Willful Optimism in the Face of Pessimism
The U.S. has an unemployment problem, Europe is insolvent and Chinas banking system and property developers face the prospect of rising bad loans. The only thing that appears to be sustainable in investors minds is depression. Indeed, this has led to ongoing pessimismand perhaps too much of it. This month Robert Horrocks, PhD, takes a dissenting view on all the negativism as central banks in Europe, the U.S. and Asia appear to be shifting to more accommodative stances as inflationary pressures subside.
The Debate Over "One China"
Taiwans recent presidential race, which saw the re-election of President Ma Ying-jeou, generated much mutual interest both in Taiwan and in mainland China, where millions reportedly used social media networks to comment on the developments. The Kuomingtang (KMT) partys control for another four years brings up the topic of One China that so often dominates headlines and online chatter.
Chinese Debt Restructuring at Work?
How long a restructuring takes will also have a notable bearing on recovery value. Given the myriad of jurisdictions involved, the legal battles will likely take many months if not years to resolve. Given the time value of money, a penny recovered today is worth more than a penny recovered tomorrow. Hence, investors must weigh the cost in terms of time and legal costs against any future recoveries. Asia offers great opportunities, but one has to be mindful that some of the regions markets are still developing.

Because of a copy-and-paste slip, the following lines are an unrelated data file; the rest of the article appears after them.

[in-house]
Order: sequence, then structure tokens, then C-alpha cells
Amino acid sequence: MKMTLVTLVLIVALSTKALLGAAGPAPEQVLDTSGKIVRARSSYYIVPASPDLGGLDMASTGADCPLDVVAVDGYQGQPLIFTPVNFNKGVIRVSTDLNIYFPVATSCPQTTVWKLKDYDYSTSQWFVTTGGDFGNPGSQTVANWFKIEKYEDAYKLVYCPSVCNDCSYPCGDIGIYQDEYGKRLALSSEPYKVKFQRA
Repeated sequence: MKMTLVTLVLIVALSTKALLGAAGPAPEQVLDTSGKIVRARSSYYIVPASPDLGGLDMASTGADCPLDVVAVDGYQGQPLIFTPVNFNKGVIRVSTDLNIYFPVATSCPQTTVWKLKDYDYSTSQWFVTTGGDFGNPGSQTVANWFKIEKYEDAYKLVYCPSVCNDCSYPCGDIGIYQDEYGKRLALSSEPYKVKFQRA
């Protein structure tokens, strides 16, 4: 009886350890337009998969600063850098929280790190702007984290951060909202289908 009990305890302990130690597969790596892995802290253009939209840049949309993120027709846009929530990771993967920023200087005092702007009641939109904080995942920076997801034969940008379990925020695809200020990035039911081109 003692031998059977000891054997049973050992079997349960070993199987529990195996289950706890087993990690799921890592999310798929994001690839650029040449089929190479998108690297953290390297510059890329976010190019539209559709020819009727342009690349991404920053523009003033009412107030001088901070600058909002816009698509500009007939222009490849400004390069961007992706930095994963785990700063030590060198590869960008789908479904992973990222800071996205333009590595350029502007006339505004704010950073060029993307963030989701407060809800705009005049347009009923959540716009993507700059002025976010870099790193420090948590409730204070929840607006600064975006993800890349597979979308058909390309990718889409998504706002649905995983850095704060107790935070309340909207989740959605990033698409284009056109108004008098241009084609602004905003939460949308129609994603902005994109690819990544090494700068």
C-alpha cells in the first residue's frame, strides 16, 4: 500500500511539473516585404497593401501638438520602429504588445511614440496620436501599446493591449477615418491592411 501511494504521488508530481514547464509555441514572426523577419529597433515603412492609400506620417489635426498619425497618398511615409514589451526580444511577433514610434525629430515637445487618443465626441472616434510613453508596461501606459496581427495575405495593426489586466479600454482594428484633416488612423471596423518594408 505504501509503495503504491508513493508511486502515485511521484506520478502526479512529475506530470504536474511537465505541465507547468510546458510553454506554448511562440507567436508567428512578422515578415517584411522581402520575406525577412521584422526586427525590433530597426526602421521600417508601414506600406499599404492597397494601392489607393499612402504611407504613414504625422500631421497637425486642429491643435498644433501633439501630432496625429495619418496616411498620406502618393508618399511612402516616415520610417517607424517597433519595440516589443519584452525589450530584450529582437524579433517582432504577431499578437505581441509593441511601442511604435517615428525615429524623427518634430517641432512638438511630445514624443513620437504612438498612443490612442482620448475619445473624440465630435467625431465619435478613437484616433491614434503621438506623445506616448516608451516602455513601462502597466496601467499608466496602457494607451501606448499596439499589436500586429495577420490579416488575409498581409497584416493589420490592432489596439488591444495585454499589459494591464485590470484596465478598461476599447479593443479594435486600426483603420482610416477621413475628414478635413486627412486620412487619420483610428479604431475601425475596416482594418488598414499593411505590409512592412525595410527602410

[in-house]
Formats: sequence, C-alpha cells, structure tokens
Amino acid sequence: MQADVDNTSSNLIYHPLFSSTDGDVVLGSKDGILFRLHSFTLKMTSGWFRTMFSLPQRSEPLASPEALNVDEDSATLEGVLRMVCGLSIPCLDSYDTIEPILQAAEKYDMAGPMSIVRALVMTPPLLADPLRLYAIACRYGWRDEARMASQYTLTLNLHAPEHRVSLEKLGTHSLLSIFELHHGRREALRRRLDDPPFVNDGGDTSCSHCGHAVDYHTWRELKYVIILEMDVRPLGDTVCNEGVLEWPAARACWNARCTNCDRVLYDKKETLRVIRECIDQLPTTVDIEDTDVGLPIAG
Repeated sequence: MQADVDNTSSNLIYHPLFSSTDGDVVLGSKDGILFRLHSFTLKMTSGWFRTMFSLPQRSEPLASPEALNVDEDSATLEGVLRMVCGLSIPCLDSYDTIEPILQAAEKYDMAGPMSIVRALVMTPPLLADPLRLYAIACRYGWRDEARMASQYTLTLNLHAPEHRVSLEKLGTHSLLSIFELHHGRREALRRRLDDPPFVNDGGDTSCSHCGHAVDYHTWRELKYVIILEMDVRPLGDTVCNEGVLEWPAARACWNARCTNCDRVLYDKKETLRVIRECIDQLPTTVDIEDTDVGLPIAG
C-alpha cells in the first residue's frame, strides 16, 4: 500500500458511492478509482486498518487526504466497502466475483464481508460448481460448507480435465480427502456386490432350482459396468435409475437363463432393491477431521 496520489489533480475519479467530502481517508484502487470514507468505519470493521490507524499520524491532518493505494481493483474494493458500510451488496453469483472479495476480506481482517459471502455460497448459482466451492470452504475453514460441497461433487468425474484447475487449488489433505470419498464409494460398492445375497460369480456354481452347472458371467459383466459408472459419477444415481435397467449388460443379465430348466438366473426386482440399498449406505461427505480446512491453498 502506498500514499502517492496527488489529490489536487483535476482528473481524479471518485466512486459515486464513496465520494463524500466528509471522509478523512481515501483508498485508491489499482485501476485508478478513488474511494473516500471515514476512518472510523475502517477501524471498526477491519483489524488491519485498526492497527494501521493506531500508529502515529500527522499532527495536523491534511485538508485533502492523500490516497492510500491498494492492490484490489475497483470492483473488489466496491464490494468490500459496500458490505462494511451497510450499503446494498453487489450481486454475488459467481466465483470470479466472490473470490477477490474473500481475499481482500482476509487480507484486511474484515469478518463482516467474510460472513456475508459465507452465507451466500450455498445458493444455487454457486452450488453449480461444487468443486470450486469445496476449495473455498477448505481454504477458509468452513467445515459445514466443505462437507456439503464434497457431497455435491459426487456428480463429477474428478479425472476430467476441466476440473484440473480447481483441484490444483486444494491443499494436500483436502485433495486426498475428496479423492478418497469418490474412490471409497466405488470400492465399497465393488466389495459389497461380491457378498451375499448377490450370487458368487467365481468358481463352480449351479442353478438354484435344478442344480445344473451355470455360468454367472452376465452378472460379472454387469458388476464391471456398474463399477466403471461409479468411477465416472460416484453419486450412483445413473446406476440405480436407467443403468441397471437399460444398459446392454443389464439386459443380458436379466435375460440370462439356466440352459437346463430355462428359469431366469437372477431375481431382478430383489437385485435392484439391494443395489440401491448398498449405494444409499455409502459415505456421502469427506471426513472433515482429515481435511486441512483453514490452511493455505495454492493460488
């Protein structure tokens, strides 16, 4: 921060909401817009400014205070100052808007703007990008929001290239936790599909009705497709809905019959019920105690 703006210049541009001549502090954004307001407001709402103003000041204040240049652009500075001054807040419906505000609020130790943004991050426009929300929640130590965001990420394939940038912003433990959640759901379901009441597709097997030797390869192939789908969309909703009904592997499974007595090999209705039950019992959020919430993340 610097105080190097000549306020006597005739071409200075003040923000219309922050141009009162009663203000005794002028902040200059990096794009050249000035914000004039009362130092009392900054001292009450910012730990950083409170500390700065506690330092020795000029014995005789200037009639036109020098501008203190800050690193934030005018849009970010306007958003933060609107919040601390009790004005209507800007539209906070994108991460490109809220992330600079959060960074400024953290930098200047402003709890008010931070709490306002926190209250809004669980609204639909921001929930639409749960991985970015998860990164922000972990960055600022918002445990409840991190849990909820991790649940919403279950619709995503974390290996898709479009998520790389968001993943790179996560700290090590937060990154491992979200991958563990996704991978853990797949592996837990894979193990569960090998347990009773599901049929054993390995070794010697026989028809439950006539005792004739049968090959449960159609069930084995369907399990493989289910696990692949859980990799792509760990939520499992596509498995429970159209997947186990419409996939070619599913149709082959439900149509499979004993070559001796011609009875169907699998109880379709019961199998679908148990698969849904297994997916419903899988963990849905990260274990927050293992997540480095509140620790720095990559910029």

ChindopiaA Utopia of Sorts
China, India and Indonesia have a lot in common. They represent three of the four biggest countries in the world by population and have fast-growing economies. All three were relatively unscathed by the global financial crisis and resumed rapid economic growth soon after. But they are also diametrically different in numerous ways. China has a demand deficit and India and Indonesia have supply shortfalls. China, with its low cost of capital and surplus savings, has the exact opposite problem of India and Indonesia, with their high cost of capital and a capital import dependency.
Twenty Years of Investing in Asia